22. Well, duh!!! Vitamin D3 can be obtained from the sun…GO OUTSIDE!! You never see a fit, tan, healthy bald person…they usually look somewhat unhealthy or are overweight. Also, you are what you eat…eat healthy, stop smoking, drink moderately. You need to go outside at least once a day for about 15 minutes(when the sun is out–midday). Go running for 15 minutes as running moderates/regulates testosterone in your body and is also a great DHT inhibitor. If you want to learn how to not be bald you are going to have to learn from our ancestors. Just look at indigenous people who still live in tribes in remote areas of the globe. They eat to survive, they constantly are running or doing something active, they drink water all the time and they sweat a lot…they don’t smoke all the time. I don’t know about you but I’ve never seen a bald indigenous person. Also, forgot to mention, sodas are just as bad as cigarettes…especially when you are drinking in quantities of 44oz at a time. Nothing is good in excess. I was born with a strangely receding hairline(or big forehead whatever you want to call it) and the men on my mother’s side of the family are all bald…they are also overweight and lazy. My hairline started receding when I was in college partying all the time, drinking…not being healthy. I started being healthy and my hair grew back and it’s healthier than it’s ever been. It can be done…you just gotta change your ways. Pills and formula’s might work, but are the side effects worth it?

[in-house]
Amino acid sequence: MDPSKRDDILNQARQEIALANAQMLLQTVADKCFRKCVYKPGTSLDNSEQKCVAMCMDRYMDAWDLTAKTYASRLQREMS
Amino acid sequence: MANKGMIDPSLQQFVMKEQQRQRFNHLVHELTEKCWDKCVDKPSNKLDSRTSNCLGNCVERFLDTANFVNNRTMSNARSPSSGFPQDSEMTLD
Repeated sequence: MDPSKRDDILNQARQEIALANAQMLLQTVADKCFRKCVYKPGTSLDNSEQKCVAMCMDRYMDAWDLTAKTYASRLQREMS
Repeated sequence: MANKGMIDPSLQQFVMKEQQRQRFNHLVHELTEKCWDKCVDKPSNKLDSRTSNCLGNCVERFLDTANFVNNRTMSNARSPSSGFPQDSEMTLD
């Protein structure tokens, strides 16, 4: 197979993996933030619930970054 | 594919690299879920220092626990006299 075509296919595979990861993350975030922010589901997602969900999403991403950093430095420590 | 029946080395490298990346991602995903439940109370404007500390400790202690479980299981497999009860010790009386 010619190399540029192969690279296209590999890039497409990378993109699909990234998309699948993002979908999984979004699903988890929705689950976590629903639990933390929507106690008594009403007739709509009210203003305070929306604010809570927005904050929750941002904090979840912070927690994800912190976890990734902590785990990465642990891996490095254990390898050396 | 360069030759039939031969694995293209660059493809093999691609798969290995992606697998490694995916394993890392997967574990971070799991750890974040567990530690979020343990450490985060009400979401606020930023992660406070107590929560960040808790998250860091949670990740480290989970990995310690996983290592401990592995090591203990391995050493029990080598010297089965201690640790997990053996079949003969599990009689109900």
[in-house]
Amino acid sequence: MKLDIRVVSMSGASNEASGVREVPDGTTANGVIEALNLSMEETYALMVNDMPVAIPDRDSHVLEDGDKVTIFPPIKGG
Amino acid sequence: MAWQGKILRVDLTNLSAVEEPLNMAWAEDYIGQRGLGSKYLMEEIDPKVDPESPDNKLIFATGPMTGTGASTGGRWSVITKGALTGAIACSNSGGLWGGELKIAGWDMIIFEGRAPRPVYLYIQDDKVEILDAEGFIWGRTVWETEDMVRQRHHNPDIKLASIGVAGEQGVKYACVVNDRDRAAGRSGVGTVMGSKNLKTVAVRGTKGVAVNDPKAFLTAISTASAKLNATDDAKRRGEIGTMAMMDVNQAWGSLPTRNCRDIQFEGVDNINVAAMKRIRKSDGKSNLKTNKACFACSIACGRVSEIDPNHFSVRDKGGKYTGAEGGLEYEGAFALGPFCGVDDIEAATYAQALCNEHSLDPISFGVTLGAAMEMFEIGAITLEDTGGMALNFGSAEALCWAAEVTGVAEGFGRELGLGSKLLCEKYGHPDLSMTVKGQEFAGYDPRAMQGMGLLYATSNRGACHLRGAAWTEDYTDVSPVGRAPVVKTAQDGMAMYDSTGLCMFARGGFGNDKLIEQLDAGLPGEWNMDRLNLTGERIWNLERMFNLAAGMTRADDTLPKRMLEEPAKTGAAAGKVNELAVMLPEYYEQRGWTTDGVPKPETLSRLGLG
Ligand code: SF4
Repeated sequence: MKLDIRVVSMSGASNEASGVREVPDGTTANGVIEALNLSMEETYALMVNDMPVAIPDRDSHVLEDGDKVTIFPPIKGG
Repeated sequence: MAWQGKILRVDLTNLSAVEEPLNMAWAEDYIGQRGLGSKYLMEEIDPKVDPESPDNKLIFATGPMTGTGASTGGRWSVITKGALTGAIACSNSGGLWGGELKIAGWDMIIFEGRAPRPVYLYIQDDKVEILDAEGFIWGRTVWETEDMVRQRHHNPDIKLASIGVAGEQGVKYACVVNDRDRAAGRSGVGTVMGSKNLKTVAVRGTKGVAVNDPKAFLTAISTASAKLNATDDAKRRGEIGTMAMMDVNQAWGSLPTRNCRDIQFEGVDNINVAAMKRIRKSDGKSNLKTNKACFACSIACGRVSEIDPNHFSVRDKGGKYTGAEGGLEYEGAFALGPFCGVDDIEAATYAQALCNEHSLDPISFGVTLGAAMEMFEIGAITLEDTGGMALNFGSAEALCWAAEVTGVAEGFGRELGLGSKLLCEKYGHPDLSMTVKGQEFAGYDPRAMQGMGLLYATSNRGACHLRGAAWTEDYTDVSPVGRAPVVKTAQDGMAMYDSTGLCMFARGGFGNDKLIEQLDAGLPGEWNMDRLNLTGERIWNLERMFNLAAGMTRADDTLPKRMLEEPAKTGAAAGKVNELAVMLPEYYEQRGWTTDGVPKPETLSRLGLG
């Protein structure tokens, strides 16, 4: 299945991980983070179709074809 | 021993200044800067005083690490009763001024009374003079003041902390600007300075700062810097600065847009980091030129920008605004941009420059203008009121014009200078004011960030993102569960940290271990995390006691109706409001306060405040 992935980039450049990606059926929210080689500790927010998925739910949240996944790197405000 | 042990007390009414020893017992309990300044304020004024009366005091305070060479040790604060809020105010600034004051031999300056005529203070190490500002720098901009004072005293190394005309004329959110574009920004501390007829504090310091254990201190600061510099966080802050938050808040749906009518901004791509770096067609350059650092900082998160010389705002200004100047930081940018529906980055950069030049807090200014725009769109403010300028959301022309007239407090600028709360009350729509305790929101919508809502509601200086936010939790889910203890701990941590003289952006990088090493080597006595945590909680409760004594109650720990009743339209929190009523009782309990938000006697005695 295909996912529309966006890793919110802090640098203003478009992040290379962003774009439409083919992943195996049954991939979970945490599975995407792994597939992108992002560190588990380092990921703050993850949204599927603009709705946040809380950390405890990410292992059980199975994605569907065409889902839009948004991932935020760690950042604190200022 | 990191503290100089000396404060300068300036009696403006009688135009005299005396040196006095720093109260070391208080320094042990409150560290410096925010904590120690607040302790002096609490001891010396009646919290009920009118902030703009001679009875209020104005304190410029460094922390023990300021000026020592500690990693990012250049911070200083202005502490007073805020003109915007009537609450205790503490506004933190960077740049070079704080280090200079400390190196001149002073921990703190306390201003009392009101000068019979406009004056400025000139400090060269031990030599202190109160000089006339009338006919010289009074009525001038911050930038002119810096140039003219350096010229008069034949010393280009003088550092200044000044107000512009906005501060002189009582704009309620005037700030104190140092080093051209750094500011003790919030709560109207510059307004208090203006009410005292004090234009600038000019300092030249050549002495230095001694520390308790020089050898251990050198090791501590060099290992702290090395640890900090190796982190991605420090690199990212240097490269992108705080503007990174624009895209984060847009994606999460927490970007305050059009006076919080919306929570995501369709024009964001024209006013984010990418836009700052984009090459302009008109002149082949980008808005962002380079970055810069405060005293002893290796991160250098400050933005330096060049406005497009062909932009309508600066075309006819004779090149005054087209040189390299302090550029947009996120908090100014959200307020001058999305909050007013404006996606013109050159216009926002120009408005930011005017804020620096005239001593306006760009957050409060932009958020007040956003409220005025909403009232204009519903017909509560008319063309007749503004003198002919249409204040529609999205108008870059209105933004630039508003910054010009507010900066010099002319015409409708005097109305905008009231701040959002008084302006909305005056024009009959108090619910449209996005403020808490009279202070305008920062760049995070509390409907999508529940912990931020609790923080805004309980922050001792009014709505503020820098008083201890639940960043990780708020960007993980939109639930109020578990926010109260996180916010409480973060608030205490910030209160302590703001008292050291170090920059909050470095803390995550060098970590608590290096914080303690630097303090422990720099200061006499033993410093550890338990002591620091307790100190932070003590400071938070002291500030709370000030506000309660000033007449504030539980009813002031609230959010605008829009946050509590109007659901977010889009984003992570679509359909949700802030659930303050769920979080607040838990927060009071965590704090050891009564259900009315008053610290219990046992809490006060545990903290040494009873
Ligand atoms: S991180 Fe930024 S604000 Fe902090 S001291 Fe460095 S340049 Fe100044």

Ken

    29 May 12 at 7:12 am

  23. Have your levels tested and ask your doctor.

    Admin

    3 Jun 12 at 5:52 am

  24. I’ve had alopecia areata for about 6 years. After about three years of frustration (hair would grow in spring/summer, fall out in fall/winter), I asked the doc to test my vitamin levels. Found that my D was at around 10. Started taking supplements, 2,000 IU first which did not really increase my count much. Moved to 3,000 IU and my count moved up to about 20. At this point I also noticed my hairless “spots” filling in (head and chest). Moved to 5,000 IU, which is where I am now. My hair really is filling in nicely. Not sure what caused the D deficiency to begin with. I think it started when I used to live where it rained a lot, thus not as much sunshine. Or, perhaps the increased use of sunblock when I did see the sun? I am above average active and eat well (healthy, balanced diet). Guess I can’t really say vitamin D is the reason, but I’m not sure why else my hair would grow back now.